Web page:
A major focus of the probe has been whether Stone coordinated with WikiLeaks or its founder, Julian Assange, as the group published thousands of Democratic emails that prosecutors say were hacked by Russian operatives.
Stone was not charged with any crimes related to communicating with WikiLeaks about its activities, and he has repeatedly denied that he conspired with the group.
But his 24-page indictment details numerous occasions when Stone claimed to campaign officials that he had information about WikiLeaks or was in contact with Assange — and it depicts Trump aides and allies as acutely interested in learning about the group’s plans in advance.
Among those who sought information from Stone, according to the filing, was a “senior Trump Campaign official” who “was directed” by an unnamed person to contact Stone as soon as WikiLeaks began publishing Democratic emails in the summer of 2016.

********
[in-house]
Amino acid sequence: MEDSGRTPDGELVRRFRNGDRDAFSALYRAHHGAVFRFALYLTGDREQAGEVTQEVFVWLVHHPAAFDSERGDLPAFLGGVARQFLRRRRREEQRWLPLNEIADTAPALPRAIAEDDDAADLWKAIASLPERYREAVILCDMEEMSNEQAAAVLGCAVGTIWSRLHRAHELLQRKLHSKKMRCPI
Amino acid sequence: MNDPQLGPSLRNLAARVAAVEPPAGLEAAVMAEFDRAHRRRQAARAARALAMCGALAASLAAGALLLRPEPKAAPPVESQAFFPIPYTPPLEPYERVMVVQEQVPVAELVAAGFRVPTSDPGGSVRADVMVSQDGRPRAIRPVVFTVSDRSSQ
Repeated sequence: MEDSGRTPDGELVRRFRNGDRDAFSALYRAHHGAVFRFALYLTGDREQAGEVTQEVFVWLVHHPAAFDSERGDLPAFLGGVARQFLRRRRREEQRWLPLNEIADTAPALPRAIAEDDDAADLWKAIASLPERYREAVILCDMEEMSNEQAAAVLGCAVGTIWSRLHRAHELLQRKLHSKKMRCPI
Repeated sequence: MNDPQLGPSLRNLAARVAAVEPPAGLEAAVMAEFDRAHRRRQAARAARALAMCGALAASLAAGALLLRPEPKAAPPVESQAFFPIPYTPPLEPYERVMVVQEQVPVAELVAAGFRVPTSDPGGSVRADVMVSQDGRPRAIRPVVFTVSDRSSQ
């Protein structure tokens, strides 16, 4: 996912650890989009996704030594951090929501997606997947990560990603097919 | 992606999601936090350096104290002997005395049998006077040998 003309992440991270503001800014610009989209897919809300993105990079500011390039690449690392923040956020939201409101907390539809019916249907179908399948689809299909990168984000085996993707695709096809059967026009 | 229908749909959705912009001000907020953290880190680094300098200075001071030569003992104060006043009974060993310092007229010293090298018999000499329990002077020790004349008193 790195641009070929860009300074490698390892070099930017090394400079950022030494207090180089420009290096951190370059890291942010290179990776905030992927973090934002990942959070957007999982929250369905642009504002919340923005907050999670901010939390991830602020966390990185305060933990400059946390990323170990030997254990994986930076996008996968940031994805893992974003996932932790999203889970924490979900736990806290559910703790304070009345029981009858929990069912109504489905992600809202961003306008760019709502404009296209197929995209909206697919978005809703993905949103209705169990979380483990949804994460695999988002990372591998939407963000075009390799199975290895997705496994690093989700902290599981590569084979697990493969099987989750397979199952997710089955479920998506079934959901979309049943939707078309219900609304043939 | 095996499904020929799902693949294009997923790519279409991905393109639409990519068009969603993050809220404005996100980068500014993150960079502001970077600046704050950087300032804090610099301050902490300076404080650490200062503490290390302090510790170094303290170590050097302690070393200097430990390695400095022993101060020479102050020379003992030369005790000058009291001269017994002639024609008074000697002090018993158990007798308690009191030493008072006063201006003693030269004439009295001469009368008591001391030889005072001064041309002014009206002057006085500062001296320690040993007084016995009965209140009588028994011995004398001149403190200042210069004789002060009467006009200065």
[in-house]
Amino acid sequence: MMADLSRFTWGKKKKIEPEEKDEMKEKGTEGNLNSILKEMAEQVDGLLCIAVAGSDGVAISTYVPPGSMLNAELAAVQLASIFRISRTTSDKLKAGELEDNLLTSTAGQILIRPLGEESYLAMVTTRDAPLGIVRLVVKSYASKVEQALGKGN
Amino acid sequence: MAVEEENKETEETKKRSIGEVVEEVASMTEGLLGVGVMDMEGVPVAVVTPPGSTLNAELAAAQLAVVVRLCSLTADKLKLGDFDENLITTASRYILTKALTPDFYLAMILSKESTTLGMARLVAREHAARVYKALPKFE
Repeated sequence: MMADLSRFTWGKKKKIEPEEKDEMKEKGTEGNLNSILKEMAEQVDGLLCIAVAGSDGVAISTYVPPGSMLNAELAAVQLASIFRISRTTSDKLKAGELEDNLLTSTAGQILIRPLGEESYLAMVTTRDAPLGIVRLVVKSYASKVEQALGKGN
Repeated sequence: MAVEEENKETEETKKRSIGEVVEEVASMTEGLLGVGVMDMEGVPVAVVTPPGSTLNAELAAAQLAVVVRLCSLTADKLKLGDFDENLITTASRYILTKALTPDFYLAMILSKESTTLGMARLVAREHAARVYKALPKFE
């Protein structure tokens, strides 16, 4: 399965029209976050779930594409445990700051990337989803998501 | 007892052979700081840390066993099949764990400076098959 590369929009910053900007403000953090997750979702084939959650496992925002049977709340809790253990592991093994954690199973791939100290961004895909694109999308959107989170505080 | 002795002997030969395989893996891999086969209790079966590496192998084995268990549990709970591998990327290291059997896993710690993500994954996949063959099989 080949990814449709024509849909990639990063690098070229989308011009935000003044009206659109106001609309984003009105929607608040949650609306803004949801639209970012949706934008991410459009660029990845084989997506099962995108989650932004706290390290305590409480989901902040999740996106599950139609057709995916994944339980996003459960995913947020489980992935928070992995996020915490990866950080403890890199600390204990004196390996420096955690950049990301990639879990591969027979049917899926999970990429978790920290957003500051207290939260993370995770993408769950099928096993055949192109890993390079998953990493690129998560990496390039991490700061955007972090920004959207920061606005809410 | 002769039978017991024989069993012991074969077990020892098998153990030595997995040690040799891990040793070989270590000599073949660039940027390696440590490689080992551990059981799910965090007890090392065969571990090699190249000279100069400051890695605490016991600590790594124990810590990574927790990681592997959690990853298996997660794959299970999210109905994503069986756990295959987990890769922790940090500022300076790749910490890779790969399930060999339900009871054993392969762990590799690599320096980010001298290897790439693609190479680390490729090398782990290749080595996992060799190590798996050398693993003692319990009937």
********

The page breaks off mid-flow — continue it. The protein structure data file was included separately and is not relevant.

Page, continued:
Stone also communicated about WikiLeaks with “a high ranking Trump Campaign official,” whose emails in the filing match those of former campaign chairman Stephen K. Bannon. And Stone received a query about the group’s activities from a “supporter involved with the Trump campaign,” whom he then asked to communicate via a secure messaging app, according to prosecutors.